public IActionResult Detail(int id = 0)
            {
                return id == 0 ? null : View(adm.Find(id));
            }
    
            public IActionResult Create()
            {
                return View(adm.Add());
            }
    
            [HttpPost]
            public ActionResult Create(AuthorVM.Author author, string submit)
            {
                if (submit == "Cancel") return RedirectToAction("Index");
    
                if (!ModelState.IsValid) return View(author);
    
                adm.Add(author);
                return RedirectToAction("Index");
            }
            
            public ActionResult Edit(int id = 0)
            {
                return id == 0 ? null : View(adm.Update(id));
            }
            
            [HttpPost]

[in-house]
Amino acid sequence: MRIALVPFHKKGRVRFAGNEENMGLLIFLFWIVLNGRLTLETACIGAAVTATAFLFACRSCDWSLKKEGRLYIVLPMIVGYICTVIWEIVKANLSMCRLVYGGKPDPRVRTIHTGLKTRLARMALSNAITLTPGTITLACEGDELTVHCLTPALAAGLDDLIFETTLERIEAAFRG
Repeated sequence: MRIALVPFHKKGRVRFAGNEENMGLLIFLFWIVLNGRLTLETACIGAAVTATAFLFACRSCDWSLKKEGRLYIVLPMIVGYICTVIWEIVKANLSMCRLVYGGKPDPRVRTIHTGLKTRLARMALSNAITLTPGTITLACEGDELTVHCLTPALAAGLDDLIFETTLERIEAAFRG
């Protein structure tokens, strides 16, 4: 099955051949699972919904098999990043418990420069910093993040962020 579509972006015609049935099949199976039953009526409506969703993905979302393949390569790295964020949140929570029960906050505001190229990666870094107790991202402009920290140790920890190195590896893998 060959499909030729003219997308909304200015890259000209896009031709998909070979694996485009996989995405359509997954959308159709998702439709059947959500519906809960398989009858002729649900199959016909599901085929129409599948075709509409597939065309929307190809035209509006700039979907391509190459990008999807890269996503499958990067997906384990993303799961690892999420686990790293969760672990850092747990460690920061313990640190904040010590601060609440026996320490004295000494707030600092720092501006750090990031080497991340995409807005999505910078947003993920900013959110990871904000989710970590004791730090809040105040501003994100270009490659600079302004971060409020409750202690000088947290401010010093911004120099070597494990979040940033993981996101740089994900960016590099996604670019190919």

public ActionResult Edit(AuthorVM.Author author, string submit)
            {
                if (submit == "Cancel") return RedirectToAction("Index");
                            
                if (!ModelState.IsValid) return View(author);
                           
                adm.Update(author);
                return RedirectToAction("Index");
            }
    public IActionResult Delete(int id = 0) { if (id > 0) adm.Delete(id); return RedirectToAction("Index"); } public ActionResult Cancel() { return RedirectToAction("Index", "Home"); } } }

    Wednesday, October 23, 2019 9:32 AM